It should be noted that this isn’t a common way to use these devices, this was mostly to show the proportion of a 1 volt signal that the diode selection can affect. In the older days we mostly saw Schottky in RF applications as the low capacitance and fast recovery time worked well at high frequencies.

Another piece of information that I picked up while young was that a good number of Zener Diodes were not really true Zener Diodes they were in fact avalanche diodes. With that said they did pretty act much like their Zener cousins and so the lack of visible differences allowed users to indiscriminately use either.

Alas, back then in the before time, there was no Internet to look up or verify facts like this, so one pretty much had to commit brains cells for storing the semi-useful facts on the off chance it would make be needed some day. Also I must admit that I was curious if I could tell the difference between the two so out came the 5 digit Keithly VOM and a heat gun.

Zener and Avalanche diode have different polarity temperature coefficients.
Voltage change with heat: Avalanche diode on top, Zener on bottom.

As it turns out the identification between a Zener and Avalanche diode can be ascertained by checking whether it has a positive or negative coefficient (reaction to heat). Shown are two different voltage diodes after the meter has been zeroed and the diodes heated. An interesting fact is that at around 5.6V the breakdown voltage is due to roughly half from the Zener effect and half from the Avalanche which results in the temperature characteristics tending to cancel out.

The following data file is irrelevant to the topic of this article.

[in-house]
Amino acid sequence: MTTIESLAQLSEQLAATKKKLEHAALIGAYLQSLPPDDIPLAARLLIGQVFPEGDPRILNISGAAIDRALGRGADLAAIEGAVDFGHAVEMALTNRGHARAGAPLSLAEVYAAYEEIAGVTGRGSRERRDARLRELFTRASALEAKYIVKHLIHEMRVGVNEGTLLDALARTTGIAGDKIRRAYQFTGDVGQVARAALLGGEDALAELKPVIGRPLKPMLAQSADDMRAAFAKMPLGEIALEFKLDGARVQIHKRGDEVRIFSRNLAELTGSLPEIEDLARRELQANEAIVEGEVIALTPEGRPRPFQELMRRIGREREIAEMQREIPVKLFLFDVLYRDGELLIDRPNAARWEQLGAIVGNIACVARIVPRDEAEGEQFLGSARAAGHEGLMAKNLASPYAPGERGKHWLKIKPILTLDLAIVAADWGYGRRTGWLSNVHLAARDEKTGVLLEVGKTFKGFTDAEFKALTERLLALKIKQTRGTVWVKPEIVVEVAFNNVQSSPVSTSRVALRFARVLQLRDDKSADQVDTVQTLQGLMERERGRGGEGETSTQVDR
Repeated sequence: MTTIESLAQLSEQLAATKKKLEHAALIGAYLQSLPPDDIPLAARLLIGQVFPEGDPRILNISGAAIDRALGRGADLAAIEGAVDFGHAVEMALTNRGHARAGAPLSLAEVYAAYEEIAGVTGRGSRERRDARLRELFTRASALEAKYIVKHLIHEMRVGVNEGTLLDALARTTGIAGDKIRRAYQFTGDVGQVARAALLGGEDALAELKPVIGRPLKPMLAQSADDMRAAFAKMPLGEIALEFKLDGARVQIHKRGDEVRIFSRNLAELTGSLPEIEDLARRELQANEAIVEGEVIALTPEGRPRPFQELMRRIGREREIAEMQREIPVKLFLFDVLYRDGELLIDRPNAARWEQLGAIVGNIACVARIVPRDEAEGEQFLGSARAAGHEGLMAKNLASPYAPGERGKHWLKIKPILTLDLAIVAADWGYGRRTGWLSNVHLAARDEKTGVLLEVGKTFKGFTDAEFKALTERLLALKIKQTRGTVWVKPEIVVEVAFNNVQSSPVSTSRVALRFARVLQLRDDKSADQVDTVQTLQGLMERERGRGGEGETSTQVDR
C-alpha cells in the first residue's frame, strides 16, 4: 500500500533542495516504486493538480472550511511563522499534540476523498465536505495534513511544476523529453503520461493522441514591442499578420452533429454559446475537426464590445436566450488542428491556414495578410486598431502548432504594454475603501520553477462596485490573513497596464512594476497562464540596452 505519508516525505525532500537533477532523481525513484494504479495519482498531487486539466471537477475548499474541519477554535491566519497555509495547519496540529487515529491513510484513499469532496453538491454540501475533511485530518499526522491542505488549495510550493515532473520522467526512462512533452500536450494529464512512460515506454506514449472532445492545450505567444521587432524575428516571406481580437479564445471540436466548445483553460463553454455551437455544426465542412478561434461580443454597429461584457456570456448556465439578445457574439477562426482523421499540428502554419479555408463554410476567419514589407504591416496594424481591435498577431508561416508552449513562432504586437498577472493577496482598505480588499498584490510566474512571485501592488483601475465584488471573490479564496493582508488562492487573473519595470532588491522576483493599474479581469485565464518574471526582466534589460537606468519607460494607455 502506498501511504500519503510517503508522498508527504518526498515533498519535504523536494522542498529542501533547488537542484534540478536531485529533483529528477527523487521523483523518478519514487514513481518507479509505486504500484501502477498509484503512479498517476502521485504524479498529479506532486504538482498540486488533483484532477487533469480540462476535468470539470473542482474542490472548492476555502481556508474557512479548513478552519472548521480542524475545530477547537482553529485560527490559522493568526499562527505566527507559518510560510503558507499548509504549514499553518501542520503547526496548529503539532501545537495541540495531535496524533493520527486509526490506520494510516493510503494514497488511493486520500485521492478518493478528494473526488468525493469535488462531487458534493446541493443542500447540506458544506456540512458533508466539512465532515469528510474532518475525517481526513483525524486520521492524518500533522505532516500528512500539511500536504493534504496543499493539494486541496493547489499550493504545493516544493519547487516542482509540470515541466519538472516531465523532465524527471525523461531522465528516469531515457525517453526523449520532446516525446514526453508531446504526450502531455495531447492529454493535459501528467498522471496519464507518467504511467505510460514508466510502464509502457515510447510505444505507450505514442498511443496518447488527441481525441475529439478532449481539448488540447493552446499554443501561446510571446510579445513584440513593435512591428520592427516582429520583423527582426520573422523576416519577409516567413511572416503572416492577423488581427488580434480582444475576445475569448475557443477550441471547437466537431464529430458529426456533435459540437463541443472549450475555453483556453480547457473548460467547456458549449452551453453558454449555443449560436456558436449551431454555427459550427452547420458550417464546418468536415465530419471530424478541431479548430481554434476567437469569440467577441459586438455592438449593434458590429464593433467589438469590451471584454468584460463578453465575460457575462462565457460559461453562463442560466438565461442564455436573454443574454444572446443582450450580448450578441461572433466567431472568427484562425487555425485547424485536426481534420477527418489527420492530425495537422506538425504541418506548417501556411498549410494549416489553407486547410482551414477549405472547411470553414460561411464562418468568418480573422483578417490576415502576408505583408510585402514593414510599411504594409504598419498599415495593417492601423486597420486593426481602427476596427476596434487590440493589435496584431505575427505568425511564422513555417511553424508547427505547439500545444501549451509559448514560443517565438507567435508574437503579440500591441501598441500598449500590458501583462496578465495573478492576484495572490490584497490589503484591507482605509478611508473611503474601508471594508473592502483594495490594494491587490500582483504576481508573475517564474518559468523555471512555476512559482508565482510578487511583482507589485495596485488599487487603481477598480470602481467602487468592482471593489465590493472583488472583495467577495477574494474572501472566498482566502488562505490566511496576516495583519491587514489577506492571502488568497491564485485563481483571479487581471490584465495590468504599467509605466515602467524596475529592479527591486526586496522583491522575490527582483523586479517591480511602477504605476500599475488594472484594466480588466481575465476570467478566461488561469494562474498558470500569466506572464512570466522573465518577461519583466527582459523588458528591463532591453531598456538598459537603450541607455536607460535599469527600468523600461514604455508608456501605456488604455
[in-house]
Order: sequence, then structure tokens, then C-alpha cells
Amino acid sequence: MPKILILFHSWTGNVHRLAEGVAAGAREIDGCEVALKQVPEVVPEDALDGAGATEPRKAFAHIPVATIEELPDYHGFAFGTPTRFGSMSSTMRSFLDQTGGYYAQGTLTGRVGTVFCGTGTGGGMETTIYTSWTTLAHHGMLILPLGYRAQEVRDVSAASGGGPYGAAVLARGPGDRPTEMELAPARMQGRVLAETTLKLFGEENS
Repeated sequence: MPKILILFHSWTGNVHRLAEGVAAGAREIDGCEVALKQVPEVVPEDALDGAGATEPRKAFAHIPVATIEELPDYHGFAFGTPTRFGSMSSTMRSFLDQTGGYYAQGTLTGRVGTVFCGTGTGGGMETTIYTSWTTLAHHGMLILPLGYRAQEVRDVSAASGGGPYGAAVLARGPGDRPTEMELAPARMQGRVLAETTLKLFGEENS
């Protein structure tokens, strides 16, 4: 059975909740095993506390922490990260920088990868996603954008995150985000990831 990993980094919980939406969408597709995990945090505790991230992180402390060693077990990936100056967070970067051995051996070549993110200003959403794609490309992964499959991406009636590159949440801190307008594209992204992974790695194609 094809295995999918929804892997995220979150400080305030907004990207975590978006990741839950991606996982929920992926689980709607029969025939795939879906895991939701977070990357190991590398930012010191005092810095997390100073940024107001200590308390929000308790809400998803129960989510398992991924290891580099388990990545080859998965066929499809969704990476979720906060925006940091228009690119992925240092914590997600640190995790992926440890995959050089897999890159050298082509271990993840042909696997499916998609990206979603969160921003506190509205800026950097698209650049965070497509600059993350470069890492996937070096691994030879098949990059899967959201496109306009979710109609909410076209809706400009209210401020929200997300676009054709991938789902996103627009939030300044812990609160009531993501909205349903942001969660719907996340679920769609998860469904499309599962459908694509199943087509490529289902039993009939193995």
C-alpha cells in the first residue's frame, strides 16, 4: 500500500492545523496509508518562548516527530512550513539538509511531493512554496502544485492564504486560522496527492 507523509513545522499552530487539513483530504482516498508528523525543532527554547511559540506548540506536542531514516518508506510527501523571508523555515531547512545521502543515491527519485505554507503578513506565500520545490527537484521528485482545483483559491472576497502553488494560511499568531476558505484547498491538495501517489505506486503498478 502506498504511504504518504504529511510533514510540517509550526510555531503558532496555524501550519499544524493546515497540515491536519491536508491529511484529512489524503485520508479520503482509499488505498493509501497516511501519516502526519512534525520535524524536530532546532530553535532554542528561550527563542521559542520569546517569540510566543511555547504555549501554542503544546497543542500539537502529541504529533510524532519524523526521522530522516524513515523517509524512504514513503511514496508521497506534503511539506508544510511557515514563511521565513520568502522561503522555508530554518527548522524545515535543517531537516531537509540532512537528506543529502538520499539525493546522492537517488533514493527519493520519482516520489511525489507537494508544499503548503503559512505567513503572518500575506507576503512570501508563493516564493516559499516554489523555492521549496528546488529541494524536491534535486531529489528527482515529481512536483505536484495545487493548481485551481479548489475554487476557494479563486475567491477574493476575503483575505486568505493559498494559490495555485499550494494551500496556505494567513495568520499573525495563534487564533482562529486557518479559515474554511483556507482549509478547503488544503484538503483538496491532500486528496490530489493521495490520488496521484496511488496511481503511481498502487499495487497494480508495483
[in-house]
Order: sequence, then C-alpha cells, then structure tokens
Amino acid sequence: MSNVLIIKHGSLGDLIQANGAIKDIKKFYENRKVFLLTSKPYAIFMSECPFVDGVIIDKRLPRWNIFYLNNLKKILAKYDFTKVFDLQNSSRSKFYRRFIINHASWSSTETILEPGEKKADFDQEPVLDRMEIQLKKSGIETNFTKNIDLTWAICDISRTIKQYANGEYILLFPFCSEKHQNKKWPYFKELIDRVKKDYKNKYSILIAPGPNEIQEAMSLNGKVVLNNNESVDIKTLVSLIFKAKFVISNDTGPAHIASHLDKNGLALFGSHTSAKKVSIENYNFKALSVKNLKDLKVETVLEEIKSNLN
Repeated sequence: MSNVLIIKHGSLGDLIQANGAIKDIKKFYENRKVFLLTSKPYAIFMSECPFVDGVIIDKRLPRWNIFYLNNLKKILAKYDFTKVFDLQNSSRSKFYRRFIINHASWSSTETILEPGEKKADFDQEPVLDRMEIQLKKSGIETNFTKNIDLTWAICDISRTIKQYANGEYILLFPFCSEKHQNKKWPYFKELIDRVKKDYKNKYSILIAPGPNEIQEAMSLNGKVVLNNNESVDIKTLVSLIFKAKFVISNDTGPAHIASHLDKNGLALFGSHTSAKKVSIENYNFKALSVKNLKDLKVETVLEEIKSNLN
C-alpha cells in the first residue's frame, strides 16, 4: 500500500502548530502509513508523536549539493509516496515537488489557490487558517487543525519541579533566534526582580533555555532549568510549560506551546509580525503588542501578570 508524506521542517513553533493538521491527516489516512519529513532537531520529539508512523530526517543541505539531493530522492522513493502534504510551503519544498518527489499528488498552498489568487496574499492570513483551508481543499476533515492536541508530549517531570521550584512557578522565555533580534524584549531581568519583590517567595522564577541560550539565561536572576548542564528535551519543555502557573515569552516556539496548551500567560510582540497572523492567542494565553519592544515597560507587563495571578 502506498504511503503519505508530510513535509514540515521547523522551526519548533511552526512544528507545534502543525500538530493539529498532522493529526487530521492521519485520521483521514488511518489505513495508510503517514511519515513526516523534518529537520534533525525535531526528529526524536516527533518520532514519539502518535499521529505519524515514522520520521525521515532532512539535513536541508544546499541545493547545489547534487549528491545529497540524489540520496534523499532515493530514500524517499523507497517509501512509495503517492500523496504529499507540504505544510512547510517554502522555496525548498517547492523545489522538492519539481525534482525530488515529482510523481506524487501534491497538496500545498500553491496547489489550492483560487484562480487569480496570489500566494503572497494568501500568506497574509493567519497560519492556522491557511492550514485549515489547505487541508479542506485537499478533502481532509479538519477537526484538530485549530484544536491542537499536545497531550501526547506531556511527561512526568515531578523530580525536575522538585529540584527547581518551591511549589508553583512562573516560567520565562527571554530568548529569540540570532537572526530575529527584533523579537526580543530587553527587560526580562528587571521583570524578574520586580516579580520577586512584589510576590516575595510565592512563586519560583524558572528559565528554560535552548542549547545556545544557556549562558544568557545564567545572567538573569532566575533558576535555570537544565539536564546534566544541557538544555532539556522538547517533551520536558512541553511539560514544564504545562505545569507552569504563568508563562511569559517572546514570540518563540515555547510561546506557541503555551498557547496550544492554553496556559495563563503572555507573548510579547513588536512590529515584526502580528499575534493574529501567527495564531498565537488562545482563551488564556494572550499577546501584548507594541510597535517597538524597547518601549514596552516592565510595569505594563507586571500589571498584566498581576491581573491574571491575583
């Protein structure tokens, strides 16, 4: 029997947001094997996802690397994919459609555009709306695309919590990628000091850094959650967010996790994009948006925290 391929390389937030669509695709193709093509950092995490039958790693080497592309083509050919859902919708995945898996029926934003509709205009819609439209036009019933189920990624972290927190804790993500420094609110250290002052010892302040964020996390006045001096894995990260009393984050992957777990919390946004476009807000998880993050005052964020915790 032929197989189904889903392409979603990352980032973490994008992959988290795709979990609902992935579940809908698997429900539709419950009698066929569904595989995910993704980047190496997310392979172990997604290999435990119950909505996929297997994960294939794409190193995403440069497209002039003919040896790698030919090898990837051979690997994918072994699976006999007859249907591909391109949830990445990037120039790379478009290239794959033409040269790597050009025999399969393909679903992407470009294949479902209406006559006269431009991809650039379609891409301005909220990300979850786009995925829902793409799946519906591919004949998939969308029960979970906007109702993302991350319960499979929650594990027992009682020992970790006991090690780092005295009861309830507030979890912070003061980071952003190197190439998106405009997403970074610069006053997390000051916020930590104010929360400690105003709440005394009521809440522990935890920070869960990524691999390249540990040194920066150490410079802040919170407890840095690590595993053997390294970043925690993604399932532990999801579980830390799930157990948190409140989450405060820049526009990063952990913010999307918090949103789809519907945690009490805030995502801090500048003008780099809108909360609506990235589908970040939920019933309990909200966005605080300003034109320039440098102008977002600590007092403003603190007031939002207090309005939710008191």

If this discussion got you thinking about the effects of temperature change, make sure you watched my video about calculating component heat.

Crude Voltage Regulation

Common Base voltage regulator.
Common Base voltage regulator.

A very common voltage regulator was made back then with a power transistor in a Common Base configuration with the base voltage set by the 5.6v Zener. The circuit shown here is a somewhat crude regulator and didn’t have the kind of load regulation and other qualities we assume that we get with our 3 terminal regulators.

Whether the diode is a Zener or Avalanche (or both) isn’t real important if the part is specified correctly, with the exception that transient voltage suppression diodes tend to be Avalanche style.

Finally when working with analog circuits where the forward voltage drop is significant, an OpAmp can be used to overcome the drop while still providing a directional conduction. In this case the diode is included in a negative feedback loop where most of the undesirable effects are canceled out. Shown working here as a simple rectifier, variations of this circuit find their ways into peak and hold circuits and audio detectors.

28 thoughts on “Video: The Lowly Diode — Umpteen Functions With Only Two Pins

      1. I believe the issue is with the description/presentation of a diode in the forward biased mode. As far as I understand, the depletion region of a diode does not get “pushed” out of the diode. I may be wrong, but I always believed that the depletion region was compressed while the diode was forward biased.